stable status

Gilles Espinasse g.esp at free.fr
Wed Sep 26 08:51:28 PDT 2007


Selon Robert Baker <bobb at netslyder.net>:

...
>
> Historically as this conversation has been brought up there is
> undoubtedly someone who asks why not 2.6? citing everyone else who
> builds their stable products on that kernel. I would agree to some
> extent that there is plenty of precedent for using the more current
> kernel revisions in a stable manner. Most problematic portions of the
> kernel tend to be marked clearly as experimental, and can simply be
> avoided. It is also worth mentioning nearly everyone who uses 2.6 in
> their stable products is using heavily patched versions of the kernel
> not vanilla versions. For that and several other reasons including 2.6
> would increase the need for a maintainer, but it would assuage some of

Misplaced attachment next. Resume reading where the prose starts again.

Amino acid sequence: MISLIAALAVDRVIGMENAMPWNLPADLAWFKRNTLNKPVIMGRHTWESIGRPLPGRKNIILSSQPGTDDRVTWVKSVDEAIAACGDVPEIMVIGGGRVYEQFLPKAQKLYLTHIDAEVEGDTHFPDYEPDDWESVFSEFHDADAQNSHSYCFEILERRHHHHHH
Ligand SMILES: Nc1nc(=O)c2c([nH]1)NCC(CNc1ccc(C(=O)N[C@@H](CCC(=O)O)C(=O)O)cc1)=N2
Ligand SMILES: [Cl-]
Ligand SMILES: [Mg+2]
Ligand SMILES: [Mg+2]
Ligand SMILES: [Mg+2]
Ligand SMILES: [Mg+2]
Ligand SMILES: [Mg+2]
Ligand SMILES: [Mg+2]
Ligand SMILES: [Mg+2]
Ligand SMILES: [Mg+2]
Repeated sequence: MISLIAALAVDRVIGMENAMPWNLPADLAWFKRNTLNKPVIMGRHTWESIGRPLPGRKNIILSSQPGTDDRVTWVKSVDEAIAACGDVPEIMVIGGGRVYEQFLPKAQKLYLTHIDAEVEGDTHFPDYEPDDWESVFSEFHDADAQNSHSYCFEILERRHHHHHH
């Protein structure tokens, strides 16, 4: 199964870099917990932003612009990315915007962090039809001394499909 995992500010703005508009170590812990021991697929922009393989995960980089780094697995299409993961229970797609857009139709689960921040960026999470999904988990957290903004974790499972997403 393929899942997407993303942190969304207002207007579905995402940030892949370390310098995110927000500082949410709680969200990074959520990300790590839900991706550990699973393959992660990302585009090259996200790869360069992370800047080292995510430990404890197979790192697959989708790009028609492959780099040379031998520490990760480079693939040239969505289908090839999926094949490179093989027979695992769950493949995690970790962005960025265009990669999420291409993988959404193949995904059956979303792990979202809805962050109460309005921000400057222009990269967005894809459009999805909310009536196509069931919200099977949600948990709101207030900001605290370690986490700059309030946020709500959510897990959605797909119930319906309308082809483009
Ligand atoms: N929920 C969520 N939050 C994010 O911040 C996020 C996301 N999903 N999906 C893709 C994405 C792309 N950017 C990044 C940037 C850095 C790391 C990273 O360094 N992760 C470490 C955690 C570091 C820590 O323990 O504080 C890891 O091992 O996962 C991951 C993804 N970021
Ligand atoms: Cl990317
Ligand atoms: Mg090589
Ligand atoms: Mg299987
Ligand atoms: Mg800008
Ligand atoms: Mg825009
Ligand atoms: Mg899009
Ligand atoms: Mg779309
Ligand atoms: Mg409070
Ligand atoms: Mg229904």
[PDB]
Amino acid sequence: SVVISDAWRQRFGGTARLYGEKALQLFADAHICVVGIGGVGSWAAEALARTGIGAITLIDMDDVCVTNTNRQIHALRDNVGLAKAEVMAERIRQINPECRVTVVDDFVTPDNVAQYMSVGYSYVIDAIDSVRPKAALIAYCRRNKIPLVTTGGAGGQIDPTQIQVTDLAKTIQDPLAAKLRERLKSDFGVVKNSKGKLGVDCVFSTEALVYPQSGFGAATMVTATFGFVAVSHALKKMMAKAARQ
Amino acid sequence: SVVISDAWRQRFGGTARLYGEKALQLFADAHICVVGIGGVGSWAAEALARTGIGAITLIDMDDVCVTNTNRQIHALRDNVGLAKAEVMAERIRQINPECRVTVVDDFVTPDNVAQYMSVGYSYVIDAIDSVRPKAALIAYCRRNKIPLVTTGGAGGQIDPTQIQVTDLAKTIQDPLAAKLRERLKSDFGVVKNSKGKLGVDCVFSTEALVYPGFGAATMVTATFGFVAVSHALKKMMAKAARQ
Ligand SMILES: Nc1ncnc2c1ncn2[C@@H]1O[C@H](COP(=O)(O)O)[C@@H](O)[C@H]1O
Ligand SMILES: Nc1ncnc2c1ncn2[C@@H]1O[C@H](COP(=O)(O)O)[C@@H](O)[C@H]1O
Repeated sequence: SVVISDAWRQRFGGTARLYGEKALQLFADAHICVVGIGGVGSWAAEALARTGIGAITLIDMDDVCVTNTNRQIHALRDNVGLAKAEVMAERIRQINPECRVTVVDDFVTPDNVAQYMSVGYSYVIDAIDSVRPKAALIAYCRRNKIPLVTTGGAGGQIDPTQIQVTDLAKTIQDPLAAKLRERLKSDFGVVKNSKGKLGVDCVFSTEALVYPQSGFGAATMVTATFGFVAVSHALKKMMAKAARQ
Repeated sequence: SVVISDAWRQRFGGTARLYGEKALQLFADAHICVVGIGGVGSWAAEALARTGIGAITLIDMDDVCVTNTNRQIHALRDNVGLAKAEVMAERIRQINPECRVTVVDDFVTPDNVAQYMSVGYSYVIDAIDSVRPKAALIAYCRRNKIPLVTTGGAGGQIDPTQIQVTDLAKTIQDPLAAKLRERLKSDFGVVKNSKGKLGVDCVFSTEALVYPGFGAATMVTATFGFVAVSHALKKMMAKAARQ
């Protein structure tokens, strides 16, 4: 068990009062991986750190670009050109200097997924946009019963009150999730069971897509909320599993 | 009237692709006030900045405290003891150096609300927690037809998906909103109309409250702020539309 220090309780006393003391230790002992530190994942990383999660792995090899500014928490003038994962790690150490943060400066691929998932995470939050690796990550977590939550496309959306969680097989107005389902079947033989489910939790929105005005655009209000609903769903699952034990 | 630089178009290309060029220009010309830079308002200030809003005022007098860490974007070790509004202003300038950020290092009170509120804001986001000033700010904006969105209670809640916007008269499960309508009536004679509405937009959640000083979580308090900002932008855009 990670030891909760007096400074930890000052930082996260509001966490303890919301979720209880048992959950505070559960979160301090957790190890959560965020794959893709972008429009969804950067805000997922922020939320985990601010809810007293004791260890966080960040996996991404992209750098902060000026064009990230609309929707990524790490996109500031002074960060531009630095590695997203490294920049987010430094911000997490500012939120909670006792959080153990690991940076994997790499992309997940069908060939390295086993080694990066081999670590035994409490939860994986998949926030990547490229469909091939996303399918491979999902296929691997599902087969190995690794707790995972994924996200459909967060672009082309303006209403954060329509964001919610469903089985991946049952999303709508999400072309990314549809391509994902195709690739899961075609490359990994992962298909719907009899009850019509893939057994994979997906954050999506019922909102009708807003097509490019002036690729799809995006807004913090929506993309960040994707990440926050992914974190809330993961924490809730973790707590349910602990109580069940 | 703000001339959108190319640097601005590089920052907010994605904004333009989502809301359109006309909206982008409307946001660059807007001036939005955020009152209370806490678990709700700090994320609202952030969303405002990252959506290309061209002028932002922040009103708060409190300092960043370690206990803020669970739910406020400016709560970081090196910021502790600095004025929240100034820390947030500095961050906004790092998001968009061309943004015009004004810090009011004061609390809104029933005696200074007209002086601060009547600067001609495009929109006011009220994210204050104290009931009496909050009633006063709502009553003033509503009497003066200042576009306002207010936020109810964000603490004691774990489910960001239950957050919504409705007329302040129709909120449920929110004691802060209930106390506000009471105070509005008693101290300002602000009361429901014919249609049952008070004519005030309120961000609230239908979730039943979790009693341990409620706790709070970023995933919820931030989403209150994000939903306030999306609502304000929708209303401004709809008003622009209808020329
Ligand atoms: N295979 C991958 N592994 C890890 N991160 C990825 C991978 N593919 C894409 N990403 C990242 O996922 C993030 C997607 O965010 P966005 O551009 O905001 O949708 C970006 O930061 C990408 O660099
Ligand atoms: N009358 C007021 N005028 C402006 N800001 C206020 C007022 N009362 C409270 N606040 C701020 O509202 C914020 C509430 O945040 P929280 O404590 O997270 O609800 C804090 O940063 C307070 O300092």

> the sentiment that HLFS stable would be behind the times.
>
There is some 2.6 version that have a stable branch still maintained even after
a long time.
http://git.kernel.org/?p=linux/kernel/git/stable/linux-2.6.16.y.git;a=summary

That should be easier to maintain than using vanilla kernel with lot of changes
at each release. That even should be easier to maintain than 2.4.
2.4 branch become every day harder to maintain because new hardware may/will not
work.
As a simple example, take a simple e100 NIC driver.
e100 from 2.4 kernel does not support recent intel chipset (for example Intel
chipset 845 ).
With e100 driver from sourceforge, 3.5.17 does not work on 2.4 at all(at least
with IPCop toolchain environnement), 3.5.14 work but not with all NIC supported
by 2.4 kernel driver.
As code from both drivers is significantly different and it is not trivial to
make one of the driver better, I will end shipping both drivers because that's
the easiest way to proceed.

I don't think 2.4 kernel has a brilliant futur, even code base could be very
stable with old know hardware.

Gilles




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